Driving down the cost of some titles was their condition. A number of books that were offered by the Plan were missing plates or illustrations, reducing their cost in a book market obsessed with condition and original states. In such cases, usable facsimiles were tipped in. In other instances, pages of text were missing or damaged and paper repair to the volume was undertaken. Dartmouth holds examples of both instances in its McGregor holdings. These altered titles allowed colleges engaged in the Plan an opportunity to obtain books that might otherwise have been financially impossible to acquire. As both McGregor wished and Dartmouth librarians demanded, the books were destined to be part of an active curriculum, not retained as museum pieces.
McGregor envisioned the Plan to last ten years and to include colleges neither near major urban research libraries nor in book rich New England. How Dartmouth came to be invited is unknown – Hanover then being within easy rail reach of the libraries at Harvard, Yale, Worcester (American Antiquarian Society Library), and Brown (the John Carter Brown Library). Randolph Adams, head of the Clements Library at the University of Michigan, and later administrator of the Plan, was a “friend” of Dartmouth president Ernest M. Hopkins, but no evidence in the correspondence held by Dartmouth has been found to support this connection yielding the invitation.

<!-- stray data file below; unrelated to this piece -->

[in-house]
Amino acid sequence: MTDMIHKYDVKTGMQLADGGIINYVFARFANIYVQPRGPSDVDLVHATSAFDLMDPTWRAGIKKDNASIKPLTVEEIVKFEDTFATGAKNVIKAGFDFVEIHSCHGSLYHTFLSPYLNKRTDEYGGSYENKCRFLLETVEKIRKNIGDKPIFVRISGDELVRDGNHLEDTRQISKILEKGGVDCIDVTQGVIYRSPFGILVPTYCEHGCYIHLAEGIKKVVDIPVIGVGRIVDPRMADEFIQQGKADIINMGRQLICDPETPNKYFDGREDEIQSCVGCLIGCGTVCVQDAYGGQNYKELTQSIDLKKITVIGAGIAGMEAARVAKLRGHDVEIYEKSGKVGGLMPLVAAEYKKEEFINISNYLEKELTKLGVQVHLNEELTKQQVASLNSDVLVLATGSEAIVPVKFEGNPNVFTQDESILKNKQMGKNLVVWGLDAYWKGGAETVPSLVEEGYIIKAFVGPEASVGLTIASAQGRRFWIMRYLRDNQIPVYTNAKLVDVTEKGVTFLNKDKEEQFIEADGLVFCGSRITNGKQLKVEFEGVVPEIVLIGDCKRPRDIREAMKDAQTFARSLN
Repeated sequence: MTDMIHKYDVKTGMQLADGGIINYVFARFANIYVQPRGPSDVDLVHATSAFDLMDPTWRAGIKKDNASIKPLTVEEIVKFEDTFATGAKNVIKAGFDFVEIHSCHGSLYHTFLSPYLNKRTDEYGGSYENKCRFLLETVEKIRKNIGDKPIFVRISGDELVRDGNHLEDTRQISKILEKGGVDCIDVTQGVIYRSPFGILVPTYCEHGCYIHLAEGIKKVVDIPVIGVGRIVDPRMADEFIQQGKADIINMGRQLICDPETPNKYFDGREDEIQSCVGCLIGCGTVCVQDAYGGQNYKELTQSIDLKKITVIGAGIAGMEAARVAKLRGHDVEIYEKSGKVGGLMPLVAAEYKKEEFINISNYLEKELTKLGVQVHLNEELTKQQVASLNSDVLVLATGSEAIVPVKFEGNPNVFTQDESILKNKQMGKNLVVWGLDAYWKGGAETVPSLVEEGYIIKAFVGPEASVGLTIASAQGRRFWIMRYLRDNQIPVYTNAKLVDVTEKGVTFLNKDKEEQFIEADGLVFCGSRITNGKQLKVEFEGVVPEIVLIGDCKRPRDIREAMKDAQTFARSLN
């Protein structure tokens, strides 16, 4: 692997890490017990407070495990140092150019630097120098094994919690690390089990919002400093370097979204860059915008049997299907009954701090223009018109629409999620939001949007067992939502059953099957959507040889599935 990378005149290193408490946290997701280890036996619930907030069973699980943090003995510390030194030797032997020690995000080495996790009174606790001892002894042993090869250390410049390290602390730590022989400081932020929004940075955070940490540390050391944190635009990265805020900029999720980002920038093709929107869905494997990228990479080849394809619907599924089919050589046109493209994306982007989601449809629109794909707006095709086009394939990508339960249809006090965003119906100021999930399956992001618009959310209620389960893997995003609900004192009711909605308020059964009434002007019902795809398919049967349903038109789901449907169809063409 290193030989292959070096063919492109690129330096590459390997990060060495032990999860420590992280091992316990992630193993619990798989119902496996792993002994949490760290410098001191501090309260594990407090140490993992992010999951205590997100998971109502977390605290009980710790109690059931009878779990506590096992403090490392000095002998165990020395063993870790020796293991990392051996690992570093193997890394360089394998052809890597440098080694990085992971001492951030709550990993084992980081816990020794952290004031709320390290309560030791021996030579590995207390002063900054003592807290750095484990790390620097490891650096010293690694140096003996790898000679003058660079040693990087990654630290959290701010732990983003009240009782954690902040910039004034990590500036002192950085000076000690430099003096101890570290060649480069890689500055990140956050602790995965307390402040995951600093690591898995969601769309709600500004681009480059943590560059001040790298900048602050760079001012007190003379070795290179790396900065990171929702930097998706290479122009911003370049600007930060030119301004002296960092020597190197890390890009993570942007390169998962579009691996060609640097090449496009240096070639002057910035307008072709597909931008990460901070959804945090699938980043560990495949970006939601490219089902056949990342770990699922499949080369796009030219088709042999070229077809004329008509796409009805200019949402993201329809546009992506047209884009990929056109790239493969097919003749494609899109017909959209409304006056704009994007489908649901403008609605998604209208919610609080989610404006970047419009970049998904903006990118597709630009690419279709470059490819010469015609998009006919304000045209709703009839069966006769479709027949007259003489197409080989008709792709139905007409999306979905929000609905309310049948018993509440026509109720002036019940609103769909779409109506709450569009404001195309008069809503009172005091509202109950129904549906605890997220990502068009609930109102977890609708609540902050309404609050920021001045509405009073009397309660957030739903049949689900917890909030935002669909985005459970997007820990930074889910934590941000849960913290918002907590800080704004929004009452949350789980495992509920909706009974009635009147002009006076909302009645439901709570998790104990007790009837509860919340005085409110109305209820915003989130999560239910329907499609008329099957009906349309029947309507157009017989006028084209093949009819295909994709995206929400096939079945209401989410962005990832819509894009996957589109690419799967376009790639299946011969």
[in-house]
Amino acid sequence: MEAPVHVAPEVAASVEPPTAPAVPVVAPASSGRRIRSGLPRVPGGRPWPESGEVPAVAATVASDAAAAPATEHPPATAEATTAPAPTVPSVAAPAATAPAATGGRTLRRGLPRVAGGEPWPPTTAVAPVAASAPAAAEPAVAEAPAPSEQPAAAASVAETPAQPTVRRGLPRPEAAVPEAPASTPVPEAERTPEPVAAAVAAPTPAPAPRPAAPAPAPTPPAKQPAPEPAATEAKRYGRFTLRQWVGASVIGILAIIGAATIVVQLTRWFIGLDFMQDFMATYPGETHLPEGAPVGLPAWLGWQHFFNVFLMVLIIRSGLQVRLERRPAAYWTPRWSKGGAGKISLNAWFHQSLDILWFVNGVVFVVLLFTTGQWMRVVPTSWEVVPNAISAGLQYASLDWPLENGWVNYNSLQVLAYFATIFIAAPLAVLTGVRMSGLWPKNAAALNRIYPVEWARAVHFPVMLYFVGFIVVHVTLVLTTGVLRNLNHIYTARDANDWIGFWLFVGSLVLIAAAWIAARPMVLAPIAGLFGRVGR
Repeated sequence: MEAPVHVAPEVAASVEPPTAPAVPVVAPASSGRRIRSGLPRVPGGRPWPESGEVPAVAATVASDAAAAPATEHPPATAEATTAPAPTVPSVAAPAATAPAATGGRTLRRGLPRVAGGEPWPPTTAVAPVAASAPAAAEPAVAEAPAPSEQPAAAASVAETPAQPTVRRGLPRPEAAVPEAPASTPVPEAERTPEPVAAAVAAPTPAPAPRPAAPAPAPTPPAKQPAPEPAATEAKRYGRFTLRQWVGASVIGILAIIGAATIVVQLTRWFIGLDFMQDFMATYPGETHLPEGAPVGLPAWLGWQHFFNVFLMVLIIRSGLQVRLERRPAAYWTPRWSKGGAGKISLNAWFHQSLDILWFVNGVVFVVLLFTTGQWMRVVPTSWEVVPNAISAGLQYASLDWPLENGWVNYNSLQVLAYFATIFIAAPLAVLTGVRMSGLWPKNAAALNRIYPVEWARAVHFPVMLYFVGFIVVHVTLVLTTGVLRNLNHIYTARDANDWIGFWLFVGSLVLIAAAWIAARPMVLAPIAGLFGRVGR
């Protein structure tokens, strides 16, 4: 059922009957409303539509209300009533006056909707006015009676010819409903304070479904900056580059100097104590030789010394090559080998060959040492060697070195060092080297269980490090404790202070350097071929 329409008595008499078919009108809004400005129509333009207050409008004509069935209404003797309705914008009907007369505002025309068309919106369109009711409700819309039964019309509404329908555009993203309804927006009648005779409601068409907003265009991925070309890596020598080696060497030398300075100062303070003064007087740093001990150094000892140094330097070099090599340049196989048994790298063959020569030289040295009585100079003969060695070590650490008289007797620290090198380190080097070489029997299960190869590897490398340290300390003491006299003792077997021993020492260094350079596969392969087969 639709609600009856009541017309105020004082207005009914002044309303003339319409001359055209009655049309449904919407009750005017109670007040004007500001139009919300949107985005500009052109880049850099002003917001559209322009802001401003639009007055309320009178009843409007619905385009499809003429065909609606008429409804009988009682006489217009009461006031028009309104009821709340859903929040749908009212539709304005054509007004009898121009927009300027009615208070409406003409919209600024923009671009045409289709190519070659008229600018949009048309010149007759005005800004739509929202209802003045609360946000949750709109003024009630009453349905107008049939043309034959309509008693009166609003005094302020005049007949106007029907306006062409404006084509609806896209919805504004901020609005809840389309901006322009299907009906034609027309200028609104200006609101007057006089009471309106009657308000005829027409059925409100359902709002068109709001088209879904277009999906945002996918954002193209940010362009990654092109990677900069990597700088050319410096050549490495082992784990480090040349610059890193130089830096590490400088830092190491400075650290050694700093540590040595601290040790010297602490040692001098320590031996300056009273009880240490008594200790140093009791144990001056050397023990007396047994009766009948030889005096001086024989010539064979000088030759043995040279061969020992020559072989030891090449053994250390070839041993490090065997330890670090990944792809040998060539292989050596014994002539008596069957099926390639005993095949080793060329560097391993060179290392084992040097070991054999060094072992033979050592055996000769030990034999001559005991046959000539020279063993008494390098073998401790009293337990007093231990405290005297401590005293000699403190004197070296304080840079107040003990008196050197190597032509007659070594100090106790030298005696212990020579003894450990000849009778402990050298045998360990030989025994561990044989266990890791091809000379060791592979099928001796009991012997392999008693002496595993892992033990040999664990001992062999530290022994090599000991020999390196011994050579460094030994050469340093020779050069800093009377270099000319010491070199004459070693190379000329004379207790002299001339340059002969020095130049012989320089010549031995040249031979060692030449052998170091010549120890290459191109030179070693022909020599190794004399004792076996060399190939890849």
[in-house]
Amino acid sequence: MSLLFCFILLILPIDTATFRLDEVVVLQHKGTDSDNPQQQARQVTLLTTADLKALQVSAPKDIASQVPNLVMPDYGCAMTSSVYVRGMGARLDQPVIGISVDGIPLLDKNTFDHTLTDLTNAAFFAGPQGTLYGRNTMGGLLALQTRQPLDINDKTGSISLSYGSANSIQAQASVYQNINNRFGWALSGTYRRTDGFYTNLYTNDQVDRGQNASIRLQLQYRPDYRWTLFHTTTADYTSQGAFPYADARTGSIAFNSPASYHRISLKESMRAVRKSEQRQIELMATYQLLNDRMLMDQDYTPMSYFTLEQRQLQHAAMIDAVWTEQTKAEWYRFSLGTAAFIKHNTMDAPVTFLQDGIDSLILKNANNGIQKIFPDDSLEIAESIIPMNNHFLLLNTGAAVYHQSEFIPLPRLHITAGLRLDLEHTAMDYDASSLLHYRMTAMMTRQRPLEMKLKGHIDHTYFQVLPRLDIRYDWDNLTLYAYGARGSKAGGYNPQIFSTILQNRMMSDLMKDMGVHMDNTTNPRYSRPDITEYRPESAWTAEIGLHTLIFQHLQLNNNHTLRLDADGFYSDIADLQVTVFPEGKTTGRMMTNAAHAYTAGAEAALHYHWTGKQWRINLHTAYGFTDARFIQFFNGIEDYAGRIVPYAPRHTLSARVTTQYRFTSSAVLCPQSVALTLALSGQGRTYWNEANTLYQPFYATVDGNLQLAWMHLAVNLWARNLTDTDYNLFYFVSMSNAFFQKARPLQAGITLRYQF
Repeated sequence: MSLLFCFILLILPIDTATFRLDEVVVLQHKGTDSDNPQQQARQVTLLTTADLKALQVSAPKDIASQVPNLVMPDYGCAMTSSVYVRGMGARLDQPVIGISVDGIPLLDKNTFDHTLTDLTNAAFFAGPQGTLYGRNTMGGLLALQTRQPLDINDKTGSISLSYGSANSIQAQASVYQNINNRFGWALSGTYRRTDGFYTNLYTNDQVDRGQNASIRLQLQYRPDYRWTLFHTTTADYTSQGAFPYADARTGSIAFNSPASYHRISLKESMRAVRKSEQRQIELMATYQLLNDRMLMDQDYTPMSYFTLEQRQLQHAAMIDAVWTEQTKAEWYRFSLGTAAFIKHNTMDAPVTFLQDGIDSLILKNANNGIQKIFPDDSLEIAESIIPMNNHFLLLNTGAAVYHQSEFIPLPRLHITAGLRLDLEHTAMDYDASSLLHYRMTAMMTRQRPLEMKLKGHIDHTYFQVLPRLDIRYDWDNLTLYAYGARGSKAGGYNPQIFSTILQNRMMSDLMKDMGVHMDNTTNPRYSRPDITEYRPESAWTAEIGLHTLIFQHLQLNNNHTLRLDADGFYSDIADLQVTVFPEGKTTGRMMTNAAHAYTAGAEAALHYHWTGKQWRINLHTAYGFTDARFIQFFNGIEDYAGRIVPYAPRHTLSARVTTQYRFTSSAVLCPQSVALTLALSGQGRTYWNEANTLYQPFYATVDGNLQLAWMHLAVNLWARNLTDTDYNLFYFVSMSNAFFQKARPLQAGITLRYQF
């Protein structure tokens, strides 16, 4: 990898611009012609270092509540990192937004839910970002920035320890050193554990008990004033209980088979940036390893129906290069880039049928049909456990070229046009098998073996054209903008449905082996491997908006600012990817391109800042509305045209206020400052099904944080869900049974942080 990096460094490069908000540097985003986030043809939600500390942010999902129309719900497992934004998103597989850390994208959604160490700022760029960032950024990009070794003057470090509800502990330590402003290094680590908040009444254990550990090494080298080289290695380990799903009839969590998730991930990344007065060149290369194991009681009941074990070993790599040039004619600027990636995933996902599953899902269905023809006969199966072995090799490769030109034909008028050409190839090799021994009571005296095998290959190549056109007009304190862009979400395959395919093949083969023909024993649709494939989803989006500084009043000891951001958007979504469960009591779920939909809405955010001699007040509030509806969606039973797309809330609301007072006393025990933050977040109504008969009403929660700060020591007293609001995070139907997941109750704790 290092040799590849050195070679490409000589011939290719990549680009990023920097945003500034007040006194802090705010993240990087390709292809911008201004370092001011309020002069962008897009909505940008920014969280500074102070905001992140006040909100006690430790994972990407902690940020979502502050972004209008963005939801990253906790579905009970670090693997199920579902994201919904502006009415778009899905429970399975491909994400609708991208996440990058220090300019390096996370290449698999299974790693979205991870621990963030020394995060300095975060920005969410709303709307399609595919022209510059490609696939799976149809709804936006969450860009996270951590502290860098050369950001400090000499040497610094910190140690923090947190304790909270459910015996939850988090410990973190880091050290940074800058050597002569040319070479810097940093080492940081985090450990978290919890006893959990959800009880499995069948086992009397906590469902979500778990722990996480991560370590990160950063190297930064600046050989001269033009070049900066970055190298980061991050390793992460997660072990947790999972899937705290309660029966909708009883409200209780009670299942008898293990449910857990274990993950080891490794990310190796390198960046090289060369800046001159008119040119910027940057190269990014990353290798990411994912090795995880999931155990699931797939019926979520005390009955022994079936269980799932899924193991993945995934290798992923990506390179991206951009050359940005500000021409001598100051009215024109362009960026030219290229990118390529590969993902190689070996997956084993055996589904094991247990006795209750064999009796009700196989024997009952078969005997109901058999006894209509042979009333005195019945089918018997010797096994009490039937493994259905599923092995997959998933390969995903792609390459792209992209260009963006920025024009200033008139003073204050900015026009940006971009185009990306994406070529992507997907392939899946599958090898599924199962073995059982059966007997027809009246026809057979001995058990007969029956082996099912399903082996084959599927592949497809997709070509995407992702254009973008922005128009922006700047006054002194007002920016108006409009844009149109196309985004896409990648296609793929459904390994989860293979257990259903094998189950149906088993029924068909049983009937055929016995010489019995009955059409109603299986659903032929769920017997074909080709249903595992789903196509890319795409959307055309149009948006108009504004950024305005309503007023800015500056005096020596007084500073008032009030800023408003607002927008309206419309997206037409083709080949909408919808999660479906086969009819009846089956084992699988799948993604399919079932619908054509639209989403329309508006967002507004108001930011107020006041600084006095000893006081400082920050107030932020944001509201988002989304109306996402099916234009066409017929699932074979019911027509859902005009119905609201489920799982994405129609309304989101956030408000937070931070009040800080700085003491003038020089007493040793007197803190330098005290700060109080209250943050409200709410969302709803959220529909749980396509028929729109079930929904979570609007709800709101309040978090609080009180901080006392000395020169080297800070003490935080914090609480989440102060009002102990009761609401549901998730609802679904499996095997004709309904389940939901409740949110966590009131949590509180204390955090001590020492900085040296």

Although the Plan lasted only nine years, running through the height of the Great Depression, offered Dartmouth the opportunity to expand its nascent rare book holdings despite the economic pressures of the time. The Plan was structured to make an annual gift to the 17 participating colleges of $500, matching the same amount contributed by the college for a total of $1,000 per year. The money could be used only to buy rare books related to the study of early American history. The plan ended as a result of shifting priorities related to World War II.